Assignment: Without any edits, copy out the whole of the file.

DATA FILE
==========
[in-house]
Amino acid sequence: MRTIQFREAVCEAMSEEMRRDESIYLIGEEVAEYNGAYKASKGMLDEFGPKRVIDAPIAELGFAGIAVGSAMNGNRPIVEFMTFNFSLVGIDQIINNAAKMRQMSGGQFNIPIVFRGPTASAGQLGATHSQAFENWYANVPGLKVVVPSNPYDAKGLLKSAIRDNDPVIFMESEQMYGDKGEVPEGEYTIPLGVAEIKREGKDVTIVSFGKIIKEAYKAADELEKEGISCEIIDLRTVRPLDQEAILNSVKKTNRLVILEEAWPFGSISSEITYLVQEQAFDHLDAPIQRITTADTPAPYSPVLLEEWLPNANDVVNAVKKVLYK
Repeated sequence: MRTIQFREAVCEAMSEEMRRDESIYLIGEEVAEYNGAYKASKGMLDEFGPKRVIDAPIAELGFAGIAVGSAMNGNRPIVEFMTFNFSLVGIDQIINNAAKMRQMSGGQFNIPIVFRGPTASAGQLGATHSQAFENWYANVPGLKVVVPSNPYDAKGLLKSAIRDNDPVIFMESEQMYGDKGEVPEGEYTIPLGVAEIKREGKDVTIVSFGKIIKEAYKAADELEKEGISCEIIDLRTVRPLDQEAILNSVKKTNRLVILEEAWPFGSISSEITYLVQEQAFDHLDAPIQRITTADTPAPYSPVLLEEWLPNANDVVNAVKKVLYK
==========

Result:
[in-house]
Amino acid sequence: MRTIQFREAVCEAMSEEMRRDESIYLIGEEVAEYNGAYKASKGMLDEFGPKRVIDAPIAELGFAGIAVGSAMNGNRPIVEFMTFNFSLVGIDQIINNAAKMRQMSGGQFNIPIVFRGPTASAGQLGATHSQAFENWYANVPGLKVVVPSNPYDAKGLLKSAIRDNDPVIFMESEQMYGDKGEVPEGEYTIPLGVAEIKREGKDVTIVSFGKIIKEAYKAADELEKEGISCEIIDLRTVRPLDQEAILNSVKKTNRLVILEEAWPFGSISSEITYLVQEQAFDHLDAPIQRITTADTPAPYSPVLLEEWLPNANDVVNAVKKVLYK
Repeated sequence: MRTIQFREAVCEAMSEEMRRDESIYLIGEEVAEYNGAYKASKGMLDEFGPKRVIDAPIAELGFAGIAVGSAMNGNRPIVEFMTFNFSLVGIDQIINNAAKMRQMSGGQFNIPIVFRGPTASAGQLGATHSQAFENWYANVPGLKVVVPSNPYDAKGLLKSAIRDNDPVIFMESEQMYGDKGEVPEGEYTIPLGVAEIKREGKDVTIVSFGKIIKEAYKAADELEKEGISCEIIDLRTVRPLDQEAILNSVKKTNRLVILEEAWPFGSISSEITYLVQEQAFDHLDAPIQRITTADTPAPYSPVLLEEWLPNANDVVNAVKKVLYK